4:02pm

Wed June 22, 2011
Education

Schools Blend Computers With Classroom Learning

Kindergartners at KIPP Empowerment Academy in South Los Angeles work on laptops while in another corner of the room, a group of students do an activity with a teacher.
Larry Abramson NPR

Part 1 of a two-part report.

Many school districts are reluctantly cutting staff and dropping courses in a desperate effort to respond to tighter budgets. But some educators are looking at ways to save money and improve instruction at the same time.

The answer for some schools: blended learning, which is part computer lesson, part classroom instruction.

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3:54pm

Wed June 22, 2011
The Two-Way

Double Standard? US Airways Allows Man Wearing Panties To Fly

You remember we wrote about the University of New Mexico football player who was arrested at a San Francisco airport for his sagging pants, right?

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3:10pm

Wed June 22, 2011
It's All Politics

The Republican Presidential Field: Why Are They All Running?

Underwhelmed by Tuesday's formal announcement of candidacy by Utah Gov. Jon Huntsman Jr., some may ask why he's running for president.

Those asking might include people who had not heard of Huntsman heretofore, or who read a glowing magazine profile of him and expected more from his Statue of Liberty speech on Tuesday. Note to future candidates: If you kick off your campaign from a spot famously used by Ronald Reagan, be prepared to be compared – and not favorably.

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3:00pm

Wed June 22, 2011
Middle East

Syria Faces Pressure From A Reliable Ally

Syrian Foreign Minister Walid Moallem lashed out Wednesday at new economic sanctions from Europe, but promised democracy in Syria within months.

In a television address, Moallem accused Europe of playing with fire for imposing a new round of economic sanctions. We will forget that Europe is on the map, he said.

But Moallem also called on Syrian dissidents to come to Damascus for talks. He invited political exiles home and promised constitutional change, adding meat to the bones of President Bashar Assad's speech Monday.

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3:00pm

Wed June 22, 2011
Shots - Health Blog

FDA Finds Silicone Breast Implants Safe, But Prone To Fail With Age

New York plastic surgeon Brad Jacobs holds a silicone gel breast implant in 2006. That year the FDA allowed silicone implants back on the market, after a 14- year hiatus.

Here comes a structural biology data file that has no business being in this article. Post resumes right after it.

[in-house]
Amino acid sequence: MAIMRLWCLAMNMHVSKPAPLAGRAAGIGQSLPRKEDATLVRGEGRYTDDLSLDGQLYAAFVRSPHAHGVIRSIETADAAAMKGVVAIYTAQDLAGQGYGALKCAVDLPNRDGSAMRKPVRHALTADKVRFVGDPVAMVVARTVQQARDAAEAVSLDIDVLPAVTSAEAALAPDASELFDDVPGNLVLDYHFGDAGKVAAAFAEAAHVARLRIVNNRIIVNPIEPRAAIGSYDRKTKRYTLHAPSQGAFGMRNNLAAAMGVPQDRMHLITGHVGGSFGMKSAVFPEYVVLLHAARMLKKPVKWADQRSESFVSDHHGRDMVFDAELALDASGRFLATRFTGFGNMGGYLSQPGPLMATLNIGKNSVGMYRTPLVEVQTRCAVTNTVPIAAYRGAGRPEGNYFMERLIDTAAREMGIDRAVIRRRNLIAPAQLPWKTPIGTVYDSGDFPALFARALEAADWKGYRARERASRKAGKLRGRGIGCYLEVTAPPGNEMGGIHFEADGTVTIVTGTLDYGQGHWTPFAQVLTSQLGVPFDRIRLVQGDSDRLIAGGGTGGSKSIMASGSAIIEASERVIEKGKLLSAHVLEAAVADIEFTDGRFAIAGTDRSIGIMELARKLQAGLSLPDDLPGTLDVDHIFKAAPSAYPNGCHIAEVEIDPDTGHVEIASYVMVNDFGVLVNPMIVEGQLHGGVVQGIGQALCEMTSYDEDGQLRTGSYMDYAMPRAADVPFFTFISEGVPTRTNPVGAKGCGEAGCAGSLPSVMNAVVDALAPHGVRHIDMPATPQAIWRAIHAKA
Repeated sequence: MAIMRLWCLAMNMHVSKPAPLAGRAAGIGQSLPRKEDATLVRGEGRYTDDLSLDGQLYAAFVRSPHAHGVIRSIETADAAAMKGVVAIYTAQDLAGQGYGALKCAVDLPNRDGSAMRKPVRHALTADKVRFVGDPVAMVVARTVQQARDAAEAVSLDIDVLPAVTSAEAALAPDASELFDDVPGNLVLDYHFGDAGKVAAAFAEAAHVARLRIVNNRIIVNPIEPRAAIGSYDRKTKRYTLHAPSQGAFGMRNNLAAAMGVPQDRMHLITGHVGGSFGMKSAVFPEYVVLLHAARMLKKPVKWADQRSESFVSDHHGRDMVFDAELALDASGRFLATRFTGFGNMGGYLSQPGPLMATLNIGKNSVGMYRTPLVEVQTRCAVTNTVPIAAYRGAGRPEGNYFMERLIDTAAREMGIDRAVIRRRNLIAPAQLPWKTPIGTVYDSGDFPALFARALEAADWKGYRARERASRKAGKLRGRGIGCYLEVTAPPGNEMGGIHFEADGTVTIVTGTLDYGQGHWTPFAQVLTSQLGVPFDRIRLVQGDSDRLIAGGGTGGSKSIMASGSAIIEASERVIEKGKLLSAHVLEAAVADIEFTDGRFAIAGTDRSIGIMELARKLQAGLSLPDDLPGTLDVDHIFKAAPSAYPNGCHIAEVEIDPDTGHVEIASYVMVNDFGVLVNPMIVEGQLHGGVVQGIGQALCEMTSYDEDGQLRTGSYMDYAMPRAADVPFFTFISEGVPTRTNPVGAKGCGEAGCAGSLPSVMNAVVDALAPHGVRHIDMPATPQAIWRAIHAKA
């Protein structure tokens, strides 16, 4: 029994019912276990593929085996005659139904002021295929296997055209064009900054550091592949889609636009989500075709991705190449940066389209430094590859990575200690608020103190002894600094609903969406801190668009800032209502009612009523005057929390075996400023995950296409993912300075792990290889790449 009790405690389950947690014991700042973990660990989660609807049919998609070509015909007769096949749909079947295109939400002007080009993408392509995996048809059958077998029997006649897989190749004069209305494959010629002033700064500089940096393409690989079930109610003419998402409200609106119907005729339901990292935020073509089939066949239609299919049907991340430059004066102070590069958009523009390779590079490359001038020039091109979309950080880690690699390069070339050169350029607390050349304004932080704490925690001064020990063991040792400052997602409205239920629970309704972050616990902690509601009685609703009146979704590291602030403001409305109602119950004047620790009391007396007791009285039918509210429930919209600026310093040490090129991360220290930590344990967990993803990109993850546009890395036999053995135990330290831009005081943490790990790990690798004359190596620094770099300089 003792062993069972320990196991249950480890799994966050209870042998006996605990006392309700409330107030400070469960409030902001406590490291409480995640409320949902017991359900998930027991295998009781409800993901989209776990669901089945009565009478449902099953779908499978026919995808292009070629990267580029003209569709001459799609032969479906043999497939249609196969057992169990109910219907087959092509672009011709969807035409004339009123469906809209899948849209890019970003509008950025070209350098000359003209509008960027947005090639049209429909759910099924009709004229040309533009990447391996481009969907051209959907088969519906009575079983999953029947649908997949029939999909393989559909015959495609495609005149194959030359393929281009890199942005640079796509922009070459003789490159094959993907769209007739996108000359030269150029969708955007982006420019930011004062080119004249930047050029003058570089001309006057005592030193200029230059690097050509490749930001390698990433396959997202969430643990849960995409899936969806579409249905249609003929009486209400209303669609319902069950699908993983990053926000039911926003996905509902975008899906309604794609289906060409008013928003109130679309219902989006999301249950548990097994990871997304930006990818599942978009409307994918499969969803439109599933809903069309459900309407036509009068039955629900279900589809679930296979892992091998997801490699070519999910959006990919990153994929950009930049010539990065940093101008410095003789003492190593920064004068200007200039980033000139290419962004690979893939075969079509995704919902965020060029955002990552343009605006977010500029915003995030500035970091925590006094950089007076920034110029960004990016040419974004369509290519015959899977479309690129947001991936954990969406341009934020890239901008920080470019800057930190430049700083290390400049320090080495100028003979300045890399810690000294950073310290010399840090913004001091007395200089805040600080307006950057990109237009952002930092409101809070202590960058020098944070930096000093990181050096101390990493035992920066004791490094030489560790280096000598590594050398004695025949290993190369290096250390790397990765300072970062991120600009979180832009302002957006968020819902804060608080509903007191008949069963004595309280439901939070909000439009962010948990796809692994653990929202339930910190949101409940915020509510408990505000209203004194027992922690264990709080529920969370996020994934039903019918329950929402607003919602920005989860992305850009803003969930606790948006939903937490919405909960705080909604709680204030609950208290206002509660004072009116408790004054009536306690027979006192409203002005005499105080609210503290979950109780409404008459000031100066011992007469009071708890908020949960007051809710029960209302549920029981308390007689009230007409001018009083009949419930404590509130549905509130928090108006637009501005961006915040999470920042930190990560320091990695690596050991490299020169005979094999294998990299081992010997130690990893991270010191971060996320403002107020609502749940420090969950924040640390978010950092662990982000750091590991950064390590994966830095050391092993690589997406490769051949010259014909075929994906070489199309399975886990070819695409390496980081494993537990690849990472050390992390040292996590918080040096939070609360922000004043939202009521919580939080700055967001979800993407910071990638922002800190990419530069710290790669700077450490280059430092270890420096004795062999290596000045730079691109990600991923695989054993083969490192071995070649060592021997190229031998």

Spencer Platt Getty Images

Today the Food and Drug Administration said that silicone breast implants are generally safe, when used as intended. And the devices don't seem to cause autoimmune disease, breast cancer, or reproductive problems, as some previous reports had suggested.

But the agency also said that women frequently have problems with the implants, so much so that they often have to have surgery to remove or replace them.

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2:46pm

Wed June 22, 2011
Economy

Routine Weather Events can Be Costly

NCAR

As temperatures go down heating bills tend to go up. And now one Colorado research facility has put a number on just how much strain changes in the weather put on the economy.

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2:08pm

Wed June 22, 2011
The Two-Way

Bahrain Sentences 8 Activists To Life In Prison

A military court in Bahrain handed down life in prison sentences for eight activists. Bahrain's state news agency said the Lower National Safety court said the activists were charged with "plotting to topple the leadership of the Kingdom of Bahrain, and exchanging intelligence information with a terrorist organization working for a foreign country."

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Ron Elving is the NPR News' Senior Washington Editor directing coverage of the nation's capital and national politics and providing on-air political analysis for many NPR programs.

Elving can regularly be heard on Talk of the Nation providing analysis of the latest in politics. He is also heard on the "It's All Politics" weekly podcast along with NPR's Ken Rudin.

1:15pm

Wed June 22, 2011
The Two-Way

Wimbledon Executive: We'd Like Less Grunting From Players

The head of Wimbledon is wading into a decades-old debate in the tennis world.

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1:05pm

Wed June 22, 2011
The Two-Way

Pulitzer-Winning Reporter: I Am An Undocumented Immigrant

Originally published on Wed June 22, 2011 3:01 pm

Watch in coming days to see how this story plays out in the always hot immigration debate:

Jose Antonio Vargas, a reporter who shared a Pulitzer Prize when he was with The Washington Post, reveals today that he is an "undocumented immigrant" and that he has over the years obtained (with help) a series of false documents to conceal that fact from employers.

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